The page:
On Oct. 1 Connecticut’s new car seat law will go into effect, keeping children in car seats for a year or two longer than the previous law.
The law affects children from infancy all the way up to 8-years-old. Under the new law, children are required to stay in rear-facing seats until they are 2-years-old and weigh 30 pounds. That’s up from the previous law, which allowed forward-facing seats for children 1-year-old and at least 20 pounds.
It also requires children to be 5-years-old and weigh 40 pounds in order to move into a booster seat, and children must stay in booster seats until they are at least 8-years-old and 60 pounds.
“It puts what's best practice and has been for years into law so people might take it a little more seriously,” said Joy Morin, who has a young daughter.
The American Academy of Pediatrics first recommended the changes in 2011. Experts have found a child’s neck isn’t strong enough to handle impact until they are at least 2-years-old.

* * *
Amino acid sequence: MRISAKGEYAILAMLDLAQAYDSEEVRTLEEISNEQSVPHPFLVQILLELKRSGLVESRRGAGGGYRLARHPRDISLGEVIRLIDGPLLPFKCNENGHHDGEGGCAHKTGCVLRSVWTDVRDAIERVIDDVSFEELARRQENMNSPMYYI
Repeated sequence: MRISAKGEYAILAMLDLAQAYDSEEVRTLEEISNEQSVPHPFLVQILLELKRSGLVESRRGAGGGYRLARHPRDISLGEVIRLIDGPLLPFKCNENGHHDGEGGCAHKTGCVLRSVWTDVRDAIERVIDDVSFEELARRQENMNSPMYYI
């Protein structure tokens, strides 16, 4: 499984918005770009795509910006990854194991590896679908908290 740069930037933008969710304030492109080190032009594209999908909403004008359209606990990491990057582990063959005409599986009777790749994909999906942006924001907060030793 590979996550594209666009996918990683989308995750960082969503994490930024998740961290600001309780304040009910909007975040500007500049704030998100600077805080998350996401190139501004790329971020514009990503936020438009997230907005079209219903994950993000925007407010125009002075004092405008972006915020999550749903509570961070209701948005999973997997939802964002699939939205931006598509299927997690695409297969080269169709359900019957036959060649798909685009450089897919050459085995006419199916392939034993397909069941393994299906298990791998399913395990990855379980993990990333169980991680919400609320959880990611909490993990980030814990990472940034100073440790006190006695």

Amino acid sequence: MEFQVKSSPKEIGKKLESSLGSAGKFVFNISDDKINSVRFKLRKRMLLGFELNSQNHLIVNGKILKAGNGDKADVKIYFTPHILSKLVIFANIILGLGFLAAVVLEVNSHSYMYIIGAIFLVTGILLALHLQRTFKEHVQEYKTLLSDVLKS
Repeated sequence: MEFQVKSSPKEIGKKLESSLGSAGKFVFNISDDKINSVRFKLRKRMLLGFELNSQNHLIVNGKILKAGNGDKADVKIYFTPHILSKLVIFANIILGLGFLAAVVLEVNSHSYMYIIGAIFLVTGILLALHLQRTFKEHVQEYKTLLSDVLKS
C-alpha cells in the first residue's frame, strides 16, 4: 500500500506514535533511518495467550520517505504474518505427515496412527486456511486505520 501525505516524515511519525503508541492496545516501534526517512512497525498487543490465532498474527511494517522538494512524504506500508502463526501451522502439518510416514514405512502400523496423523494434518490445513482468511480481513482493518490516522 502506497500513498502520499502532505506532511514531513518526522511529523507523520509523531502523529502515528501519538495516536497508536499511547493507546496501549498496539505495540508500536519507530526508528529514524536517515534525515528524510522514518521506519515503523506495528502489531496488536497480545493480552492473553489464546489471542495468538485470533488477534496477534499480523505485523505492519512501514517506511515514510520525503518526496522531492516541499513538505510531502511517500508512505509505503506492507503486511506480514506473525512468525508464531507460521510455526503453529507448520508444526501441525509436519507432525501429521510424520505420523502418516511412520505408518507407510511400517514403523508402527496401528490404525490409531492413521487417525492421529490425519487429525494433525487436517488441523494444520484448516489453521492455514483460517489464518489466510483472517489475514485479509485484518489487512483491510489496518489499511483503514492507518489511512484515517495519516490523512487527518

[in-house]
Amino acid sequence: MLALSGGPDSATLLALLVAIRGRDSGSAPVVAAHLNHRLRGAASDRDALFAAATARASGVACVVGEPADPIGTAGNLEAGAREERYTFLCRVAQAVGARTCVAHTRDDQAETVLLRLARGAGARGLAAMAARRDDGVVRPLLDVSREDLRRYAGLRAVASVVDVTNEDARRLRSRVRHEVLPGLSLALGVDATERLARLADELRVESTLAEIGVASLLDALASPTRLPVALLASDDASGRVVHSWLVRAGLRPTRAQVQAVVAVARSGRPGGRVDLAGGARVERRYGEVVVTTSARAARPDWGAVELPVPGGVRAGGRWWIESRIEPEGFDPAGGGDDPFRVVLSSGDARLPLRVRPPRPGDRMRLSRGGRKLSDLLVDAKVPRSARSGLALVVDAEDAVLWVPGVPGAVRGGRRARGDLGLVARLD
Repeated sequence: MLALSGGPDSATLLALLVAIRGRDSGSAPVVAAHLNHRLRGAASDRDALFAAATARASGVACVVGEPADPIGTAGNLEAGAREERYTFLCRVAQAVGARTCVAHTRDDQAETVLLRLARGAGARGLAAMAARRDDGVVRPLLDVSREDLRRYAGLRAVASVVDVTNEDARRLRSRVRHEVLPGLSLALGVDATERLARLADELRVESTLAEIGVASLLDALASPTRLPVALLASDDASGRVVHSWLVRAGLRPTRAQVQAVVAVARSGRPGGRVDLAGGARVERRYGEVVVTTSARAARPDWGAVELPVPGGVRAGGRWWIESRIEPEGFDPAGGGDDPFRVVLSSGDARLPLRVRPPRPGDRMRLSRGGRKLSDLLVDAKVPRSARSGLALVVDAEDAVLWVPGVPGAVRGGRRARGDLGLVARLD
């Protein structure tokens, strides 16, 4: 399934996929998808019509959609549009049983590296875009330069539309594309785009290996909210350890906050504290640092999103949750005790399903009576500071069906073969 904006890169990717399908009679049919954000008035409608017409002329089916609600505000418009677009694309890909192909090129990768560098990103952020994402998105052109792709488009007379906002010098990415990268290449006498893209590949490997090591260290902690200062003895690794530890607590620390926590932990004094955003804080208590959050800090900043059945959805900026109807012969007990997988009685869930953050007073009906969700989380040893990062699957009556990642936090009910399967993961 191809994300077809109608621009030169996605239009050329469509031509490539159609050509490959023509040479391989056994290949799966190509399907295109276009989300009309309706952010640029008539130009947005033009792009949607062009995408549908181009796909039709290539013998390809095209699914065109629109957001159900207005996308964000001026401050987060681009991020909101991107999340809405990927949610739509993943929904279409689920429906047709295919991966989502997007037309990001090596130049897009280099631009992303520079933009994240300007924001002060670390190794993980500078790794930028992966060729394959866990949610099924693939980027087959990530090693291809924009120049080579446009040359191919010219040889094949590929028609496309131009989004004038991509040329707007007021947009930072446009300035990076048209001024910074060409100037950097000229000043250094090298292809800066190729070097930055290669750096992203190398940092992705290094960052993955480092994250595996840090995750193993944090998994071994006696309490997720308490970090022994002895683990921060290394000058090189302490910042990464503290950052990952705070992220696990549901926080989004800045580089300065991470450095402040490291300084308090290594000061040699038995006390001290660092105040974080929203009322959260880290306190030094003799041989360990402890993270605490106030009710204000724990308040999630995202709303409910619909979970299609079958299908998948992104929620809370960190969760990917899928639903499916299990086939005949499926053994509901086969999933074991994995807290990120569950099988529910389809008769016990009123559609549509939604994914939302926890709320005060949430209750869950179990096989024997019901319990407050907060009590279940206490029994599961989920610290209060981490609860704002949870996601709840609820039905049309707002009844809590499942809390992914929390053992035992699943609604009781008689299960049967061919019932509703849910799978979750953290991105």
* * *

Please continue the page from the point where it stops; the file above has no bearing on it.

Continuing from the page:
The purpose of the new law is so that this part of the seatbelt actually comes across a child’s chest instead of up against the neck so in the event of a crash, it does its job and protects them.
Some people will need more convincing – critics say the law is another example of big government in Connecticut, and for parents who got rid of their car seats, it could add another cost burden.
“For those who can't afford it, both Connecticut Children's Medical Center and our partners down at Yale-New Haven children's hospital have programs to provide free seats to parents who can't afford them,” said Kevin Borrup of Connecticut Children’s Medical Center.
The first violation warrants and infraction – police can fine caregivers up to $199 for the second strike.
For more information on obtaining a free car seat, click here.